I have rarely spanked my youngest.  Why, because rules were set early and more importantly, they were enforced.  My daughter in on the verge of becoming a teenager.  While her hormones are kicking in and sometimes she gets called out a bit more on her at-home behavior, I don’t foresee her being one of “typical teens”.  If she ever went that route, my house would be spotless, because nothing makes you think more about what you’ve done than a few good hours of manual labor.  Has it come to that?  Not even close.  Is it an option (if need be); you bet it is!

Is she allowed to wear make-up?  Nope.  She gets to wait til she is 15.  I allow lip gloss and that’s it for now.  Why?  She’s 12!  She doesn’t need makeup.  A cashier at Ulta even said, “maybe next year she can add mascara”.  Sorry, not happening.  There’s no reason to push her to become older than she is.

Is she allowed to wear ripped jeans, shirts that show cleavage, run around unsupervised with her friends?  Nope!  She may not dress ultra-conservative (she’s not going to a nunnery after all), but she knows what is appropriate.  Has she ever tried to get to get away with pushing the clothing envelope?  Of course.  Then, I tell her to go back upstairs and change.  You know what?  She does.  Why, because she has been taught to listen.  Silly me.  I know the parents of her friends.  Sleepover or movie outing?  I speak with the other parents to make sure we are on the same page.  Get involved!  It’s what you should be doing.

My daughter is also at the age we can cover social topics.  What is appropriate for certain situations.  What would would be the consequences for acting like a fool in public?  Or blowing a potential job interview because your friends or mall time is more important?  How about wanting excess clothing or shoes?  I am proud she gives the appropriate responses.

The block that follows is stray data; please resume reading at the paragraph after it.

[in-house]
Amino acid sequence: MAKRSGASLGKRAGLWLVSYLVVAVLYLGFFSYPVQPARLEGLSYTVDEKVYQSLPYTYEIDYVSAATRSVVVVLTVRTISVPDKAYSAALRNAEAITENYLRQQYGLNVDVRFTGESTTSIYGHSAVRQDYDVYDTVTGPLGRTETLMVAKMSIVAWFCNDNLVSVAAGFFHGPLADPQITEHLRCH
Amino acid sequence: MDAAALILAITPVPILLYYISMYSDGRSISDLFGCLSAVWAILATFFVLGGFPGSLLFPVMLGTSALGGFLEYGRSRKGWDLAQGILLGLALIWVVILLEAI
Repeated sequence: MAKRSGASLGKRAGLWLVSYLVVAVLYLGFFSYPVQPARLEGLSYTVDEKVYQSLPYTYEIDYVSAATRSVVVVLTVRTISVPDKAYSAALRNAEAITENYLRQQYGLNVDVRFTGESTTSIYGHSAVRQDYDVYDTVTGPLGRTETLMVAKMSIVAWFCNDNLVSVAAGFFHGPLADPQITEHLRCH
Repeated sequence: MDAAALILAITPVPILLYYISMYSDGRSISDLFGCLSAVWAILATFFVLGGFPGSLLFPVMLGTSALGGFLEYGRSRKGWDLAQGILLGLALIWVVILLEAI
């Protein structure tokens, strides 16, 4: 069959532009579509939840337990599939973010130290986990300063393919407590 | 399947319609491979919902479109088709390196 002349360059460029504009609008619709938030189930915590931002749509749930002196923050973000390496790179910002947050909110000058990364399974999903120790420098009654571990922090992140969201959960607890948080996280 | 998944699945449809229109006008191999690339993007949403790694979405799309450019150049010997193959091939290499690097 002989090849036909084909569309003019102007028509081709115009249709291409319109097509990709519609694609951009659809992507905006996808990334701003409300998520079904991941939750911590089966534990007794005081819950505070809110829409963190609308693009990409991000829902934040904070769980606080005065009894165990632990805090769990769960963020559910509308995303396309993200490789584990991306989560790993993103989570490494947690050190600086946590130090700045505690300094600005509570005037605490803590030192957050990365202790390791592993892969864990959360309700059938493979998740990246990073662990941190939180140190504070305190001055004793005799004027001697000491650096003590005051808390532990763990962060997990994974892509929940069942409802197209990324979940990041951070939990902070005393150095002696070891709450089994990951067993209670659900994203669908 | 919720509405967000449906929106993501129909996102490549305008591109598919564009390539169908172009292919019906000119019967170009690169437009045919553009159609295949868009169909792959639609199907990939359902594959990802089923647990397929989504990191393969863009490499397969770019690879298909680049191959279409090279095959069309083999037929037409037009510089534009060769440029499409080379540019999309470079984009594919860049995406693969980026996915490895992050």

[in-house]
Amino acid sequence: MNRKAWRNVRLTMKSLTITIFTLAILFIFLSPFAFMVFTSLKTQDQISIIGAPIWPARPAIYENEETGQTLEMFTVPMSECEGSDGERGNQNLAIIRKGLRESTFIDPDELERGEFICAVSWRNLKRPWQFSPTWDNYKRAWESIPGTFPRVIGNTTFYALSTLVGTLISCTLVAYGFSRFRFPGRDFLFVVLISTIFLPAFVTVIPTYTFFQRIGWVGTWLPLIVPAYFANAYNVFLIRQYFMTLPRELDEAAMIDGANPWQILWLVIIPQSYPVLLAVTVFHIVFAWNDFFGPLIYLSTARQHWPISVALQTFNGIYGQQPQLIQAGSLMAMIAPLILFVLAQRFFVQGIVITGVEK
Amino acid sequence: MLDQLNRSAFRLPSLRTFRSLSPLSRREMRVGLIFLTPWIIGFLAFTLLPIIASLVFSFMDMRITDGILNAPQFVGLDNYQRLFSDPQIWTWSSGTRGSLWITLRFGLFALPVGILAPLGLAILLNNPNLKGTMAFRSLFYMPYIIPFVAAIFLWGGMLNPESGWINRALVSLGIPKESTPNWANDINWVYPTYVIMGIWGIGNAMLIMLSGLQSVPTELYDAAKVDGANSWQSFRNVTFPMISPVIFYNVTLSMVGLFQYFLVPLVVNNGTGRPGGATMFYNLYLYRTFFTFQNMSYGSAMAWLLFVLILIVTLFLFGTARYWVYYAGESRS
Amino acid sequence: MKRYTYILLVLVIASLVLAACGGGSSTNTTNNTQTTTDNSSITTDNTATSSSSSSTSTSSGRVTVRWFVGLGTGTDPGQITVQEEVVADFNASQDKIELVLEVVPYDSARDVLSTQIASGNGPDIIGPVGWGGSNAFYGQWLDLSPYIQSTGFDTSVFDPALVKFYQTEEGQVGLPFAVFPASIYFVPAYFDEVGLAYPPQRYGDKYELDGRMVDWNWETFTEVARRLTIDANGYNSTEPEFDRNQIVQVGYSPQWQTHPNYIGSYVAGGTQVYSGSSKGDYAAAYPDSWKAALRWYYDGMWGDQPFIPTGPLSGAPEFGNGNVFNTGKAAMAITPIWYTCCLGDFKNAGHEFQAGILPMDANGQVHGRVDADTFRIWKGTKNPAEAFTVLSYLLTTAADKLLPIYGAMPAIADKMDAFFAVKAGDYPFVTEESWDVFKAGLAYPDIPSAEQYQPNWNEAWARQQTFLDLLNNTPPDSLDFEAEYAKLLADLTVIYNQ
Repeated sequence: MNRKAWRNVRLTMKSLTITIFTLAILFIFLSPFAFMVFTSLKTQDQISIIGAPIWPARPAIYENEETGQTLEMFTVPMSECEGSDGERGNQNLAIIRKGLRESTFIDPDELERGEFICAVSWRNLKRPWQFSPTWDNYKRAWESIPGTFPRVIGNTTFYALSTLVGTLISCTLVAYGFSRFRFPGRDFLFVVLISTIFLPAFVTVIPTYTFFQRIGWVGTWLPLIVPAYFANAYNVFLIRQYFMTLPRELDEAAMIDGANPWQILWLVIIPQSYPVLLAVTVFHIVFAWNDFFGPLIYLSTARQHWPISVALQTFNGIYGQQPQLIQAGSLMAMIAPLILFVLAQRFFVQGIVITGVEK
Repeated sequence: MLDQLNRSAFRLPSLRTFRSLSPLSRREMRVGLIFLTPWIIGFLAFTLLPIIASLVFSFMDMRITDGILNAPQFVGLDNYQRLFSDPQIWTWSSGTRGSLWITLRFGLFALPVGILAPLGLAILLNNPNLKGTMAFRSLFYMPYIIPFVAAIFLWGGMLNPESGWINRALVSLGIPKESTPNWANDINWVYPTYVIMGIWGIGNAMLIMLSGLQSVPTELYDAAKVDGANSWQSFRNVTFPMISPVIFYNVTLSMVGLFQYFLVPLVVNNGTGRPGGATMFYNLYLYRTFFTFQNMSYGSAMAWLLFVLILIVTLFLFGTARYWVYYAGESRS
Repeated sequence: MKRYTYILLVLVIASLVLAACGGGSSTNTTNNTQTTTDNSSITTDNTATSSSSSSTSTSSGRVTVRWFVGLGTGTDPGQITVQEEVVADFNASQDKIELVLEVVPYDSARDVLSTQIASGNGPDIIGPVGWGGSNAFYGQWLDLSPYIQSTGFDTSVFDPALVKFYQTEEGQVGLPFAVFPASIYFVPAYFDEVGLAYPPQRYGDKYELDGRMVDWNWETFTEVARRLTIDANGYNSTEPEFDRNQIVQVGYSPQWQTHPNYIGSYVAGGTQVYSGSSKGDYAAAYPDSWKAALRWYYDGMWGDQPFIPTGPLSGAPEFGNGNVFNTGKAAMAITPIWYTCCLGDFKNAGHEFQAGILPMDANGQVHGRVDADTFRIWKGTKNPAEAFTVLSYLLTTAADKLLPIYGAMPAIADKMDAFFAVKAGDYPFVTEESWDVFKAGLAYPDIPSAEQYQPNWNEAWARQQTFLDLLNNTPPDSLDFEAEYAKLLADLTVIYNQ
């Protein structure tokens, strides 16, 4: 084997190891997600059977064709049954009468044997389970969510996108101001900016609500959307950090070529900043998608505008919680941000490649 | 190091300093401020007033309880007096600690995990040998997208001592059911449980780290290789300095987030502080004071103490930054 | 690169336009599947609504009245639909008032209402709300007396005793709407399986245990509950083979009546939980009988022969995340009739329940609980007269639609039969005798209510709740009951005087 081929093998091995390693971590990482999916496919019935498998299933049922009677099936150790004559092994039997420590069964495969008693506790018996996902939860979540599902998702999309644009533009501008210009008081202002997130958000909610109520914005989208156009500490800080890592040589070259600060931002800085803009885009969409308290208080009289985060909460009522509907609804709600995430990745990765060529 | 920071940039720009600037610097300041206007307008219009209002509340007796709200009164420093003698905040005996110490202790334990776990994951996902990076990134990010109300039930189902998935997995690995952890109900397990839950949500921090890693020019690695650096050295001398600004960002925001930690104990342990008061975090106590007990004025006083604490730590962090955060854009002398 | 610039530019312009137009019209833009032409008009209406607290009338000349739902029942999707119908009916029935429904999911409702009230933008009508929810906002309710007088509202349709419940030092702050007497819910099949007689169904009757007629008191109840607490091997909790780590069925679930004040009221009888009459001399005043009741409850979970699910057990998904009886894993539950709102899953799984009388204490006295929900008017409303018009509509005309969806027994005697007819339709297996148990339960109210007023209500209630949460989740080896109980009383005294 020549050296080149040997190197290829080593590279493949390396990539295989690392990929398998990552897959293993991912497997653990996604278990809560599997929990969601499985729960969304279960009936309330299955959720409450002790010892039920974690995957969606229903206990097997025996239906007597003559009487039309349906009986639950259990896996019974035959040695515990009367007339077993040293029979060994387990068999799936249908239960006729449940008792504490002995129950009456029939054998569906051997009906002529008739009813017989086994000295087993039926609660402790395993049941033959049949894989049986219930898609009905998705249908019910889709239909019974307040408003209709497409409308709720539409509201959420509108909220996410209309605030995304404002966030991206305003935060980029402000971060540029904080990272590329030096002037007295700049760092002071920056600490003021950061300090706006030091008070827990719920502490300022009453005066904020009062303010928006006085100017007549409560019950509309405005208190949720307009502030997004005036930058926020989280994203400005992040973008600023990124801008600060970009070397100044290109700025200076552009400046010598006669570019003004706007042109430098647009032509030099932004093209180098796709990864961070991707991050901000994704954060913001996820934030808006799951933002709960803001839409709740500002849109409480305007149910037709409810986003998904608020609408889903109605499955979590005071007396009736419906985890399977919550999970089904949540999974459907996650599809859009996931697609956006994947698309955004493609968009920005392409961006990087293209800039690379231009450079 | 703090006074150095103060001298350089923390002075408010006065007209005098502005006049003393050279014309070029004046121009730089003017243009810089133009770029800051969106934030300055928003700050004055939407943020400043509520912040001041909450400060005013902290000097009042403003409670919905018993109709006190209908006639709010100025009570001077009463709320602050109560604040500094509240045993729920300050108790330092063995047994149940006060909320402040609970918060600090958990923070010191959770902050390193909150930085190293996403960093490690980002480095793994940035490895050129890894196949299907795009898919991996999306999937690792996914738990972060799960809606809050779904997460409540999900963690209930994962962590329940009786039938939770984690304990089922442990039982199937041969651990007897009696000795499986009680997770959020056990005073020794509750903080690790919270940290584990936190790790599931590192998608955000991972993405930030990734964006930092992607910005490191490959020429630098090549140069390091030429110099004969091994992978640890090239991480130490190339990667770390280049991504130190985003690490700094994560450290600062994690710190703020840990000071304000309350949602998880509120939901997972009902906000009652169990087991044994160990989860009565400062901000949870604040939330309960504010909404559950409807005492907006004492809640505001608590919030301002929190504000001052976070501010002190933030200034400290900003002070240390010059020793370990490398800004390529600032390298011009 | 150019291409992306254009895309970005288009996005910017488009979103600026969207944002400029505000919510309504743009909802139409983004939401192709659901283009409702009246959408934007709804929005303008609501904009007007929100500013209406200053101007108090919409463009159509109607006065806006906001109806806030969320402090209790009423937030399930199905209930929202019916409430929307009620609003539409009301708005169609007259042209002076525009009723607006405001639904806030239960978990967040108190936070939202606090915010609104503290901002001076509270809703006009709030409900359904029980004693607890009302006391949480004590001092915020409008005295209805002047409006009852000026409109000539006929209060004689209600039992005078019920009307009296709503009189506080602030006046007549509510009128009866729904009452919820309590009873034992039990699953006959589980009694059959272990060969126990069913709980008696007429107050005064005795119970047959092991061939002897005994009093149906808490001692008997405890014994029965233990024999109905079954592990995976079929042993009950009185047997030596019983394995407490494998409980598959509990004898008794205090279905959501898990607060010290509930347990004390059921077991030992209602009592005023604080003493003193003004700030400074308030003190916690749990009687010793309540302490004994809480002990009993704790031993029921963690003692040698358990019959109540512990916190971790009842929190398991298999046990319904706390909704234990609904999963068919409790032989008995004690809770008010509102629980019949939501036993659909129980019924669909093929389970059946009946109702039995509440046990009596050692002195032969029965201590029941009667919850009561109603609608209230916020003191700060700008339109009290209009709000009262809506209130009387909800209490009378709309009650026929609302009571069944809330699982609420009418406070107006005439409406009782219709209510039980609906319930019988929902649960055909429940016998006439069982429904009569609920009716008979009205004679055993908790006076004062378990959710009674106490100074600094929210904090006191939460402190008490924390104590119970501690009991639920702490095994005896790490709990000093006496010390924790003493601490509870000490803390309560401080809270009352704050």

We have covered race, in a variety of instances.  She’s a bi-racial child who isn’t allowed to use that as a reason something did/did not happen.  There are far too many successful, minority people, to let race stand in their way.  I am proud to say, my daughter doesn’t see color.  She will be anyone’s friend as long as they are respectful and are willing to chat.  Her cultural heritage is important; but she’s an American first.

Oh yea, and we say the Pledge of Allegiance in our home too.  We stand, quietly, with hand over our heart, anytime we hear the National Anthem.  We support the 2nd Amendment. My daughter will be visiting a gun range soon to learn weapon safety and how to shoot.  Take a guess at what I think about gun reform.  I may not own any weapons (currently), but I sure as heck could care less what over-paid, non-working, liberal Democrats think “we the people” are entitled to.

Do you know, my daughter already has the mentality that she will need to get a job, as a teen, to pay for the extras she deems important to her?  Do you know, she’s not dreading that? Why?  She has been taught from an early age:  you work for what you want.  Nothing is given to you and further more, you shouldn’t expect it would be.